"My sons, it grieves my heart to see you struggling on the land;
And I've decided, after thought, to lend a helping hand.

"You all have been good sons to me, and this is my great plan:
We shall amalgamate the farms and work them as one man.
But first you need machinery; your methods are too slow.
The cost of this will fall on you - Josiah, Jim and Joe.

"Josiah I'll allow to buy a good, upstanding team;
And Joe a separator, for there's coin in milk and cream;
To Jim I give permission - he's a fav'rite son o' mine -
To buy a brand new harvester of up-to-date design.

"Josiah, he will feed the nags, and Joe can buy some cows -
And these be privileges, mind, not ev'ry dad allows -
While Jim can mind the harvester till harvest comes around,
When you can fetch it, with the nags, and work it on MY ground.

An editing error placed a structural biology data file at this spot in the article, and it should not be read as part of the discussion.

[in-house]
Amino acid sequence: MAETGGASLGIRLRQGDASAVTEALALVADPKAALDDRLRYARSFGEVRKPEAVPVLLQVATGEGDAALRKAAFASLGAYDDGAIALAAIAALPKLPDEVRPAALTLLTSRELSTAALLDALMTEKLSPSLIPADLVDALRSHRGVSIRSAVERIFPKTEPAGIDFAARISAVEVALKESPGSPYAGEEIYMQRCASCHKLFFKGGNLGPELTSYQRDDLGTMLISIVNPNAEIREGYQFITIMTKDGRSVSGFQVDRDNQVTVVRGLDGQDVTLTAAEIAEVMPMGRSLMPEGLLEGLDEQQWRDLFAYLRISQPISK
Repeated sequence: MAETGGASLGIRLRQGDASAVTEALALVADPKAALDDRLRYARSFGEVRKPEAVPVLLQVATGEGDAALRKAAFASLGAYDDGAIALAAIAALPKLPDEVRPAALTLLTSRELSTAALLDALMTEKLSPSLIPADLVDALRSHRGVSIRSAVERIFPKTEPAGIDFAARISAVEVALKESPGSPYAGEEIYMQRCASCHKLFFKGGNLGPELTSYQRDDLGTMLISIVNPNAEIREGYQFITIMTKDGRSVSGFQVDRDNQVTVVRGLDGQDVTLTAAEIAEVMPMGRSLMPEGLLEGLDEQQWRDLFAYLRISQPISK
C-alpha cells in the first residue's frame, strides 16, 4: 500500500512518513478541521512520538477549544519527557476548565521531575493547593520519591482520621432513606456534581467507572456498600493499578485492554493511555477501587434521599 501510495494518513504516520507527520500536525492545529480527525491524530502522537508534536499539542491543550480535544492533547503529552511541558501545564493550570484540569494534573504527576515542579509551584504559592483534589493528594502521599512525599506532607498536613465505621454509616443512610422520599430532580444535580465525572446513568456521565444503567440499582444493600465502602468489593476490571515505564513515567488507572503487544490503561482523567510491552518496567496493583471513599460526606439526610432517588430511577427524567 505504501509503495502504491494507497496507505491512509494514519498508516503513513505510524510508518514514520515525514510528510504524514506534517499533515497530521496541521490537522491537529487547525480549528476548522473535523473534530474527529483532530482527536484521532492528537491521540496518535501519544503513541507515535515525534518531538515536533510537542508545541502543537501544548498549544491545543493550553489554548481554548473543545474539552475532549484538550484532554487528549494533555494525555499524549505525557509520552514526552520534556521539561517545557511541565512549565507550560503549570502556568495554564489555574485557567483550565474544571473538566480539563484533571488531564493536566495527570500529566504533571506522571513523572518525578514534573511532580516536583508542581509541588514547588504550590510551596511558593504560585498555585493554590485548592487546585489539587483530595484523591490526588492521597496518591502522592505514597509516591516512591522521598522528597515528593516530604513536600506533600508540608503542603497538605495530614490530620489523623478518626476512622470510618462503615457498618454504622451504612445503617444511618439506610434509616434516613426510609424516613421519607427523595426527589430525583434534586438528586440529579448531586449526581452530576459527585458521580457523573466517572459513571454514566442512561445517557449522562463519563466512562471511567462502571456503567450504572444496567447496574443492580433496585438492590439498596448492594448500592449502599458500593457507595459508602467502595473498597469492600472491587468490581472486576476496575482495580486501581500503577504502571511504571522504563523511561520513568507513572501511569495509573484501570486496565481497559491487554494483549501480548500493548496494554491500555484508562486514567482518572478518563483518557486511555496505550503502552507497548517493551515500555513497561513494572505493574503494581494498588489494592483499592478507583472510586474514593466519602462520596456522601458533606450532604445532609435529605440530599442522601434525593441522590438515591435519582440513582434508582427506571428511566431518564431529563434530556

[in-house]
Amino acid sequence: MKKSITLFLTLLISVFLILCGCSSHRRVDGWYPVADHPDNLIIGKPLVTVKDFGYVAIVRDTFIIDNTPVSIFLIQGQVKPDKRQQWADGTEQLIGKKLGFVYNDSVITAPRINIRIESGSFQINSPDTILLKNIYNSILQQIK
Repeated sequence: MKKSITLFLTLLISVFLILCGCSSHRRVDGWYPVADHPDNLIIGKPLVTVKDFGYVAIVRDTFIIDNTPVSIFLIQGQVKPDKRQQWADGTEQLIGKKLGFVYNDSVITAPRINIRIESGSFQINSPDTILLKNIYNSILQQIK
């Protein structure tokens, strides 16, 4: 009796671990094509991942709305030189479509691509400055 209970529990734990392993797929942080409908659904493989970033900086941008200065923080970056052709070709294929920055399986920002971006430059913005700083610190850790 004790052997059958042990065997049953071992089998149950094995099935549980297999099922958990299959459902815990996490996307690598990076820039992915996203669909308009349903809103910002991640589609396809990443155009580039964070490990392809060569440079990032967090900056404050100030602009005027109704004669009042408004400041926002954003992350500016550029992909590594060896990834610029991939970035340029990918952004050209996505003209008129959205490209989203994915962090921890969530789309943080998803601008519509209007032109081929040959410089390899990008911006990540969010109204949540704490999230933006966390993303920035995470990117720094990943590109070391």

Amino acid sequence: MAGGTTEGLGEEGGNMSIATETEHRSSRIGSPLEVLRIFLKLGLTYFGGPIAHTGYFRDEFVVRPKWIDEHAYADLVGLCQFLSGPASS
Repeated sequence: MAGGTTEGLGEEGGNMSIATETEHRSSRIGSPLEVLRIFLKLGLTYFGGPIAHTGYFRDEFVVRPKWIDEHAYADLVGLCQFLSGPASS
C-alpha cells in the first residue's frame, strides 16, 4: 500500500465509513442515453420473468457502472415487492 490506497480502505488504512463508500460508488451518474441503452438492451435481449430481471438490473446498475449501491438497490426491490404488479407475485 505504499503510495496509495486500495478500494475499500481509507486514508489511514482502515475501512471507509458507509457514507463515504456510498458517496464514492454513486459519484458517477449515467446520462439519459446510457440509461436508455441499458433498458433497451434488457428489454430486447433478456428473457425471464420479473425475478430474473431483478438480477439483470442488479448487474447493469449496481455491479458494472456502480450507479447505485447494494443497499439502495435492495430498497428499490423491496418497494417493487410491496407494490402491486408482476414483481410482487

"And, as Joe's cows come into milk, he'll fetch 'em up to me,
'Long with the separator; I will work it - do you see?"
But, strange to say, they did not see - Josiah, Jim nor Joe.
They said rude things that plunged their parent into deepest woe.

They called him many ugly names, such as "a mean old man";
And told him pretty plainly their opinion of his "plan."
"We'll buy our harvesters," said they, "and work 'em on our own;
And if you get hard-pressed - why, you can have 'em for a loan."

The poor old farmer bowed his head.  "Ingratitude!" he cried,
"And after all I've done for you, my offer is denied!"
And dad, to-day, is forced to plough and harrow, dig and sow,
For they were most ungrateful sons, Josiah, Jim and Joe.

First published in The Bulletin, 14 October 1909

The Down-Hill Track by C.J Dennis